Contemporary social science will make a direct connection between gut biomes and soil health here in the Cape Flats and Khayelitsha, and in turn to epigenetics, which affects present and future generations. It’s that kind of integrated social science that looks at health, that looks at ecology, together. That understands that healthy soil builds healthy bodies. That does not just submit to the idea that social science consists of stakeholder meetings with property owners, value chains, retailers, markets and so on. That is not acceptable. The proposed research approach also doesn’t take account the critical responsibility of social science at this time, which is to consider not only where people are at, in this economised world that we live in — but to consider what kind of future is this economised world we building? Getting opinions from stakeholders is not adequate to providing the democratic task of framing leadership in this situation.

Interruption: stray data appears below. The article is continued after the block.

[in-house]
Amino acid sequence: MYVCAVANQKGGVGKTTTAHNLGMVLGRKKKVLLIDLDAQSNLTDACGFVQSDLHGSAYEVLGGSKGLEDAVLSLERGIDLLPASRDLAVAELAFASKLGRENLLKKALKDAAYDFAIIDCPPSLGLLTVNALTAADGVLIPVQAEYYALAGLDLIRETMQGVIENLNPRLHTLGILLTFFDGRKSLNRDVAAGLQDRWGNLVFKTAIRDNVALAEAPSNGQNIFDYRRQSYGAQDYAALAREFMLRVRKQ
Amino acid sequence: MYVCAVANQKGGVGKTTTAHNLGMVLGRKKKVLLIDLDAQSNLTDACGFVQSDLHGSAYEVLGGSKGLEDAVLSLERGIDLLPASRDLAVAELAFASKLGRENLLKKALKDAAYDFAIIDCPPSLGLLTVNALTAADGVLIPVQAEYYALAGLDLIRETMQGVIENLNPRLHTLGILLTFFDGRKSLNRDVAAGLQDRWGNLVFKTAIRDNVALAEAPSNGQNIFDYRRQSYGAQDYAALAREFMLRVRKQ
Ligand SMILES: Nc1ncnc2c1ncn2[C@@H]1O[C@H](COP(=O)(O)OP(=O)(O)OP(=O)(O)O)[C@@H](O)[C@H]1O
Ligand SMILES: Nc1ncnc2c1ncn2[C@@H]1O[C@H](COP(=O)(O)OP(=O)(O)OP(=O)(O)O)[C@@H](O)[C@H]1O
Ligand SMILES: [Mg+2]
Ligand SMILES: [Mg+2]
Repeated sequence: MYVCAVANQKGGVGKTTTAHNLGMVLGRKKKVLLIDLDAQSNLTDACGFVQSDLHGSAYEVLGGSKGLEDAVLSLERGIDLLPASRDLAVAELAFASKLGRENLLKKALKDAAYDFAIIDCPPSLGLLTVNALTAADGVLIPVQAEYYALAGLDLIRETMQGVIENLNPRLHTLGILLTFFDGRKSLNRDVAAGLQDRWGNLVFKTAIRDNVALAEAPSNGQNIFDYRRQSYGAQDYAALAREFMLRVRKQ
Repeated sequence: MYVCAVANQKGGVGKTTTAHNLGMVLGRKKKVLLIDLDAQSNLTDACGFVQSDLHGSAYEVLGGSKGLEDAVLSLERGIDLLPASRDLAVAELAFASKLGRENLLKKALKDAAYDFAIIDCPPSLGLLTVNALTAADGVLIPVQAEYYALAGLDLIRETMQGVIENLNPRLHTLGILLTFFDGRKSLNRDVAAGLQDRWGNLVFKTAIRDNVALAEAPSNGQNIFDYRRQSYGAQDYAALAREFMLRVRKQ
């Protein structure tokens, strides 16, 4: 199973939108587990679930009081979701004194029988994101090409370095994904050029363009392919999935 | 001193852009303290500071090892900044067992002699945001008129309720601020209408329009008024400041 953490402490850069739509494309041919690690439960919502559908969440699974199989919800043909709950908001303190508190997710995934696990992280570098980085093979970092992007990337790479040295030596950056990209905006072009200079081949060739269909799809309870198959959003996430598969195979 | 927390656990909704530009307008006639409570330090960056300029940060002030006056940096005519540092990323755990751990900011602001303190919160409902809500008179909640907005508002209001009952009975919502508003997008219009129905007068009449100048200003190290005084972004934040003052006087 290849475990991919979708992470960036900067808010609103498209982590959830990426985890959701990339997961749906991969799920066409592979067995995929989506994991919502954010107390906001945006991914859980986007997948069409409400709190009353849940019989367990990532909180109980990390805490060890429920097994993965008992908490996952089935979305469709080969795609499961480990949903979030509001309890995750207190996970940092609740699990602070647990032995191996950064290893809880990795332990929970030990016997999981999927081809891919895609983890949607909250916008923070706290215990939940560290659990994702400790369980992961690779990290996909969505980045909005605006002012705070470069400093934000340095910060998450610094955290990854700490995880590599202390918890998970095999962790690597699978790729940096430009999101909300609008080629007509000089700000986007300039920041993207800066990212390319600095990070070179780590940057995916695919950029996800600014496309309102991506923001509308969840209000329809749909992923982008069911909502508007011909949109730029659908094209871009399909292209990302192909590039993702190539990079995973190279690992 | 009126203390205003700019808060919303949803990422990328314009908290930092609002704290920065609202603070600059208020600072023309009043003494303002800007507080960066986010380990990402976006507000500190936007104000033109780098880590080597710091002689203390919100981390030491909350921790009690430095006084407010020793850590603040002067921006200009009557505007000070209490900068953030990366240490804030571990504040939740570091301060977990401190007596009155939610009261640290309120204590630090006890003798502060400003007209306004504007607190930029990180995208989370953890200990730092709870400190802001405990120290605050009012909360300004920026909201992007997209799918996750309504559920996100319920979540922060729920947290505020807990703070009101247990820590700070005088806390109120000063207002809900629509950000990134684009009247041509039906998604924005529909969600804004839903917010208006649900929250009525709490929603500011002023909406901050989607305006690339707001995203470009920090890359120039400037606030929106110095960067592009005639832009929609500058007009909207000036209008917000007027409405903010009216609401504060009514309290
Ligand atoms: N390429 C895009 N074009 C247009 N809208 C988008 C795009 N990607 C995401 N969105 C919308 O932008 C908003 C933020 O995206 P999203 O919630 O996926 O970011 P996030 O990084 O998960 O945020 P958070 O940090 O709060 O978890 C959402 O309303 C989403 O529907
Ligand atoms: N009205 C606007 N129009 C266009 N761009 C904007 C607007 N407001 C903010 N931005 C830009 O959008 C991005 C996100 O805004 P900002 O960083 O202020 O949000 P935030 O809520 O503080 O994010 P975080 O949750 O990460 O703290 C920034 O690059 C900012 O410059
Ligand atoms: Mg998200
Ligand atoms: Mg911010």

How do we bring ecology into a democracy that over the years has made so many decisions only on the economy? Economy depends on ecology. The two words even have the same root: “oikos”, which means home. Ecology and economy are both essential if a city is to be a home. But in the city of Cape Town, economy has come to shape just about every planning decision. If the PHA goes, then the ecology of the city is destroyed. You will be left only with the ecology managed by SANParks for the wealthy, and for tourists, with the illusion that we have a city with ecology.
But the city itself will be vulnerable to drought, and its food system will be vulnerable to fuel costs and transport costs. Because the ecological functioning of the city will have been destroyed. This is not only bad natural science, it is bad social science. And it is in contrast with city greening projects that are being celebrated as world leaders elsewhere.
Leadership is what is needed here, and for this I am appealing to the committee. I respect and admire your meeting here on this site today – thank you for coming. I want to say that leadership in this instance requires looking at much more than short-term financial cycles or five-year electoral cycles or one-year balance sheets. We need to be looking at future generations. In cities around the world, you’ve got generations that are suing government, younger generations that are suing government who are not taking account of their futures.